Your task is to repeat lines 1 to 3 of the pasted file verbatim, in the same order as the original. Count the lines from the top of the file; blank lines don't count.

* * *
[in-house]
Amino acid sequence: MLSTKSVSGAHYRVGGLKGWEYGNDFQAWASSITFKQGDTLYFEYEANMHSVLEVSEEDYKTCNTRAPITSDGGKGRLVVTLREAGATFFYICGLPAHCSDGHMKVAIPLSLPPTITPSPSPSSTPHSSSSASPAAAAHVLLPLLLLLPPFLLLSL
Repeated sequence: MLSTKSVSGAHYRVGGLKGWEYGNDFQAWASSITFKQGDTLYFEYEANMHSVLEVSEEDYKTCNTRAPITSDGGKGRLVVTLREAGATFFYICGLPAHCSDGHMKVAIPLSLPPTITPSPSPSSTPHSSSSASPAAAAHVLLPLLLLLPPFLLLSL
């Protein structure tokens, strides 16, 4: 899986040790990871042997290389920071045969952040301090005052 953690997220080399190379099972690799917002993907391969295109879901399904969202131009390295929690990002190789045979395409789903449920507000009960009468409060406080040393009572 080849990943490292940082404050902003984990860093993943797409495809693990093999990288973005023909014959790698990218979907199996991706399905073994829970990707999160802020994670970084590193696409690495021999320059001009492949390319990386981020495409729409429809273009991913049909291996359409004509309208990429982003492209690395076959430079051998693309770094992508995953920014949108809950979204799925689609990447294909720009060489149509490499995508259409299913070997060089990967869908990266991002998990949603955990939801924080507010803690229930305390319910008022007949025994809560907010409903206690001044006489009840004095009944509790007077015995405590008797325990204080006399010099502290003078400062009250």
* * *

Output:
[in-house]
Amino acid sequence: MLSTKSVSGAHYRVGGLKGWEYGNDFQAWASSITFKQGDTLYFEYEANMHSVLEVSEEDYKTCNTRAPITSDGGKGRLVVTLREAGATFFYICGLPAHCSDGHMKVAIPLSLPPTITPSPSPSSTPHSSSSASPAAAAHVLLPLLLLLPPFLLLSL
Repeated sequence: MLSTKSVSGAHYRVGGLKGWEYGNDFQAWASSITFKQGDTLYFEYEANMHSVLEVSEEDYKTCNTRAPITSDGGKGRLVVTLREAGATFFYICGLPAHCSDGHMKVAIPLSLPPTITPSPSPSSTPHSSSSASPAAAAHVLLPLLLLLPPFLLLSL